Questions to ask yourself… Should the Turkey government increase interest rates to lower inflation? What else can they do to encourage greater economic stability?
Companies to watch
Last week, Tesla owner Elon Musk claimed the electric and autonomous vehicle company could be taken back into private ownership in a share buyout deal worth a potential $72 billion. It is believed Musk opened discussions with the board about how going private would best suit the company’s future ambitions. In the deal, each share has been valued at $420, which has angered some current investors who value them closer to $800. However, the markets reacted positively to the idea and Tesla’s share price rose 3.5% as a result of the news.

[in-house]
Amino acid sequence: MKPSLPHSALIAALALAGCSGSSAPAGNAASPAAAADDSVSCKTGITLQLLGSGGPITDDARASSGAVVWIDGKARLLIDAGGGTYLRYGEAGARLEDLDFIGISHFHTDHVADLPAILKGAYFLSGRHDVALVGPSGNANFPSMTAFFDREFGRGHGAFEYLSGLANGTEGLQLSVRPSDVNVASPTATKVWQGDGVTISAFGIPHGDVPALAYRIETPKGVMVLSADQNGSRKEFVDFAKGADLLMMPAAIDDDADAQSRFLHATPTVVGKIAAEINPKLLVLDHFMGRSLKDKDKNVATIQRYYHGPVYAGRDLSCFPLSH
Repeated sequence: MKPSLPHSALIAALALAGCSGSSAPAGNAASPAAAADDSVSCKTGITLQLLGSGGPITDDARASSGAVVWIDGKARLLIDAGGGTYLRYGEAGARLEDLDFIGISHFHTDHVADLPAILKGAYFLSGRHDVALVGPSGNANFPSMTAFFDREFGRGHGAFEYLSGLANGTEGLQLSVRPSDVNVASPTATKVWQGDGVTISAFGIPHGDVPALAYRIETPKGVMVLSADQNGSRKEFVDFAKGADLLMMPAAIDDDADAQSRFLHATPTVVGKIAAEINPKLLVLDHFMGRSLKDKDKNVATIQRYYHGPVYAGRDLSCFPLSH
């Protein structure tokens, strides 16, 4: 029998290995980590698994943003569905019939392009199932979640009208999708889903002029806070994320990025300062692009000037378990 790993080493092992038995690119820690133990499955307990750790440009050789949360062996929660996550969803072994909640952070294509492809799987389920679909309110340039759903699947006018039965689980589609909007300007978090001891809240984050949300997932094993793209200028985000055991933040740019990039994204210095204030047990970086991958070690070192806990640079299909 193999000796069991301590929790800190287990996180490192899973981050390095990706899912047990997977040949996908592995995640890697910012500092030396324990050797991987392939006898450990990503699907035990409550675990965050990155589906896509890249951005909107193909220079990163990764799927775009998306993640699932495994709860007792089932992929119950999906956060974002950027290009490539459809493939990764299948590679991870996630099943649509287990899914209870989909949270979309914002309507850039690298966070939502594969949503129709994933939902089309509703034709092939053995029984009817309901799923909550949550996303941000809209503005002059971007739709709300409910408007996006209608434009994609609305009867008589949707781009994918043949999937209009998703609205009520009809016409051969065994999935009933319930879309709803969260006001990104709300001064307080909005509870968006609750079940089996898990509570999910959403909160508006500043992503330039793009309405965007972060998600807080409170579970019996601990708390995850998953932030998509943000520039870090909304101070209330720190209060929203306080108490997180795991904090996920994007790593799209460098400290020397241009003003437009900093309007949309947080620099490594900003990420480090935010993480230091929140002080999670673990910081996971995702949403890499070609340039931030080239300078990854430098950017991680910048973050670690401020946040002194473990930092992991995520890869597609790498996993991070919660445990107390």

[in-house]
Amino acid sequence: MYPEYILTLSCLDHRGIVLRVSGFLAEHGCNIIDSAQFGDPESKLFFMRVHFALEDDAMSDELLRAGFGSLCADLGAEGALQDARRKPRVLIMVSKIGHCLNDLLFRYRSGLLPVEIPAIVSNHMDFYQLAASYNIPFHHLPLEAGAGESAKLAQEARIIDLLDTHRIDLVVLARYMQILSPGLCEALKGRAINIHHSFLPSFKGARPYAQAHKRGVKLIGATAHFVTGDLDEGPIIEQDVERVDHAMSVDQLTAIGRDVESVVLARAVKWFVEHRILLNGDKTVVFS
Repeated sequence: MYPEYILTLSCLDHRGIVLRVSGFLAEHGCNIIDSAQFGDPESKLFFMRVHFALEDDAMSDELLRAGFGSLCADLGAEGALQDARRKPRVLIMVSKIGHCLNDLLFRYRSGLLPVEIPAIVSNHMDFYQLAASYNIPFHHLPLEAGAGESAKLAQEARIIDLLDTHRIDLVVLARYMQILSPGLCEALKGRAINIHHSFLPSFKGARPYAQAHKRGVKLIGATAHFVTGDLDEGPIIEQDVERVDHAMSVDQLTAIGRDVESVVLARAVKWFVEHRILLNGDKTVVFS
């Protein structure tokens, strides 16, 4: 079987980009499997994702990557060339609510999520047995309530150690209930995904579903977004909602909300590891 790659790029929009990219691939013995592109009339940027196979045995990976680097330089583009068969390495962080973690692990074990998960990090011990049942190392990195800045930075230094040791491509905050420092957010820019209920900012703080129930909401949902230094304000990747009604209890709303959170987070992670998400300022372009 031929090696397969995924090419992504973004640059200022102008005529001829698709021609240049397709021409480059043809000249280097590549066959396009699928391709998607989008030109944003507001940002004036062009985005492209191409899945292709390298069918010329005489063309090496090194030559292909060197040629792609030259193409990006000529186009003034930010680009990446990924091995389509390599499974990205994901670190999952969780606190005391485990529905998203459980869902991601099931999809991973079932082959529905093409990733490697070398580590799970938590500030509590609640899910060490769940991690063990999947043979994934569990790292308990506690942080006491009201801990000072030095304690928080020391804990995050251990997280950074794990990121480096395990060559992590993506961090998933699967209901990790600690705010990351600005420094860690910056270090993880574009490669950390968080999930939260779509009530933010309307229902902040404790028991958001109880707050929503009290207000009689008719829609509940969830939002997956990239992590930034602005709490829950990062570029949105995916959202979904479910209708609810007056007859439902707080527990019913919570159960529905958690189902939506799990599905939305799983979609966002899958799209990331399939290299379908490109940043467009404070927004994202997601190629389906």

Musk, who owns 20% of the company, is having his ambitious plans reviewed awaiting a decision by the board. If successful, this would be the biggest buyout ever, which currently stands at £3.8 billion when power company TXU was bought by private equity firms. Musk is being put under increasing pressure to fully detail how he would source the finance to complete it - he has already said that he has held talks with Saudi Arabia’s sovereign wealth fund, amongst others.
Analysis last week found that Virgin has been awarded £2 billion worth of NHS contracts over the last five years. In the last year, Virgin Care (their healthcare arm) has won contracts worth up to £1 billion, making them one of the UK’s largest healthcare providers. In fact, Virgin and its subsidiaries holds over 400 contracts across a range of public sector services and relies on them for a significant amount of their revenue. Virgin’s expansion into the public sector has had its critics and last year, Virgin won a cash settlement from NHS trusts in Surrey over a children’s services contract.